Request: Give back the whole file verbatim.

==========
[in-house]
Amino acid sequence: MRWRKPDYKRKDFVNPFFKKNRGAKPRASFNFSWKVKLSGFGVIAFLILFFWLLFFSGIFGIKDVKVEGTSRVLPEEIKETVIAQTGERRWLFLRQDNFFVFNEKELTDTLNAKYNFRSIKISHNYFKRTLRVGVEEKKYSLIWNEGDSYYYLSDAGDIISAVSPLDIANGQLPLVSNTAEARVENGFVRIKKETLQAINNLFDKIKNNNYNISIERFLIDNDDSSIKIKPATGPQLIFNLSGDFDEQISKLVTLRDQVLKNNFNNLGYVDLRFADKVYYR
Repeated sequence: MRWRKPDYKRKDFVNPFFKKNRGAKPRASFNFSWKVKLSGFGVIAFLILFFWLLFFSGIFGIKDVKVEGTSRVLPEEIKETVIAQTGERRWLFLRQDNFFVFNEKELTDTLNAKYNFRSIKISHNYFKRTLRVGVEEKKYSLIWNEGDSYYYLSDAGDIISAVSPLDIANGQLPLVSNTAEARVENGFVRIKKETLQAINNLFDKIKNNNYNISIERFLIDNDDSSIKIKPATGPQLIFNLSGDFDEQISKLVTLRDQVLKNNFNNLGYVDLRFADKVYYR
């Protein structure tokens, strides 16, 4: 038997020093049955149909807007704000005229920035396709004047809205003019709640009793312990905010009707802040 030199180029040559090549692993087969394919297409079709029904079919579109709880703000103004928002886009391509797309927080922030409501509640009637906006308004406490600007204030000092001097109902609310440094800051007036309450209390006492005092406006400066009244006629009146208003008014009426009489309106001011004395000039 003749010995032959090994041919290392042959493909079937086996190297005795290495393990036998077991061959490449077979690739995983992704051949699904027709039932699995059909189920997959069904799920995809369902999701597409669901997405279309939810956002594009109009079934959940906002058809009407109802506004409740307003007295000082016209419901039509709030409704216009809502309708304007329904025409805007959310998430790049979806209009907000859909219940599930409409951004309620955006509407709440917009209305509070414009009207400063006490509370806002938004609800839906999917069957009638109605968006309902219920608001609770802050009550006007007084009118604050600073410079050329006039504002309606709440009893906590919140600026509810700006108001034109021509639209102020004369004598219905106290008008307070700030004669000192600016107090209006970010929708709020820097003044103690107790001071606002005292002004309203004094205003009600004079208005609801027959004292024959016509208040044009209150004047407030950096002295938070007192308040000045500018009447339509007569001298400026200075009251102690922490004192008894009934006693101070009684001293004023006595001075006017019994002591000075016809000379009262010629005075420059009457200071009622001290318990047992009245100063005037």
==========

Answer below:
[in-house]
Amino acid sequence: MRWRKPDYKRKDFVNPFFKKNRGAKPRASFNFSWKVKLSGFGVIAFLILFFWLLFFSGIFGIKDVKVEGTSRVLPEEIKETVIAQTGERRWLFLRQDNFFVFNEKELTDTLNAKYNFRSIKISHNYFKRTLRVGVEEKKYSLIWNEGDSYYYLSDAGDIISAVSPLDIANGQLPLVSNTAEARVENGFVRIKKETLQAINNLFDKIKNNNYNISIERFLIDNDDSSIKIKPATGPQLIFNLSGDFDEQISKLVTLRDQVLKNNFNNLGYVDLRFADKVYYR
Repeated sequence: MRWRKPDYKRKDFVNPFFKKNRGAKPRASFNFSWKVKLSGFGVIAFLILFFWLLFFSGIFGIKDVKVEGTSRVLPEEIKETVIAQTGERRWLFLRQDNFFVFNEKELTDTLNAKYNFRSIKISHNYFKRTLRVGVEEKKYSLIWNEGDSYYYLSDAGDIISAVSPLDIANGQLPLVSNTAEARVENGFVRIKKETLQAINNLFDKIKNNNYNISIERFLIDNDDSSIKIKPATGPQLIFNLSGDFDEQISKLVTLRDQVLKNNFNNLGYVDLRFADKVYYR
């Protein structure tokens, strides 16, 4: 038997020093049955149909807007704000005229920035396709004047809205003019709640009793312990905010009707802040 030199180029040559090549692993087969394919297409079709029904079919579109709880703000103004928002886009391509797309927080922030409501509640009637906006308004406490600007204030000092001097109902609310440094800051007036309450209390006492005092406006400066009244006629009146208003008014009426009489309106001011004395000039 003749010995032959090994041919290392042959493909079937086996190297005795290495393990036998077991061959490449077979690739995983992704051949699904027709039932699995059909189920997959069904799920995809369902999701597409669901997405279309939810956002594009109009079934959940906002058809009407109802506004409740307003007295000082016209419901039509709030409704216009809502309708304007329904025409805007959310998430790049979806209009907000859909219940599930409409951004309620955006509407709440917009209305509070414009009207400063006490509370806002938004609800839906999917069957009638109605968006309902219920608001609770802050009550006007007084009118604050600073410079050329006039504002309606709440009893906590919140600026509810700006108001034109021509639209102020004369004598219905106290008008307070700030004669000192600016107090209006970010929708709020820097003044103690107790001071606002005292002004309203004094205003009600004079208005609801027959004292024959016509208040044009209150004047407030950096002295938070007192308040000045500018009447339509007569001298400026200075009251102690922490004192008894009934006693101070009684001293004023006595001075006017019994002591000075016809000379009262010629005075420059009457200071009622001290318990047992009245100063005037």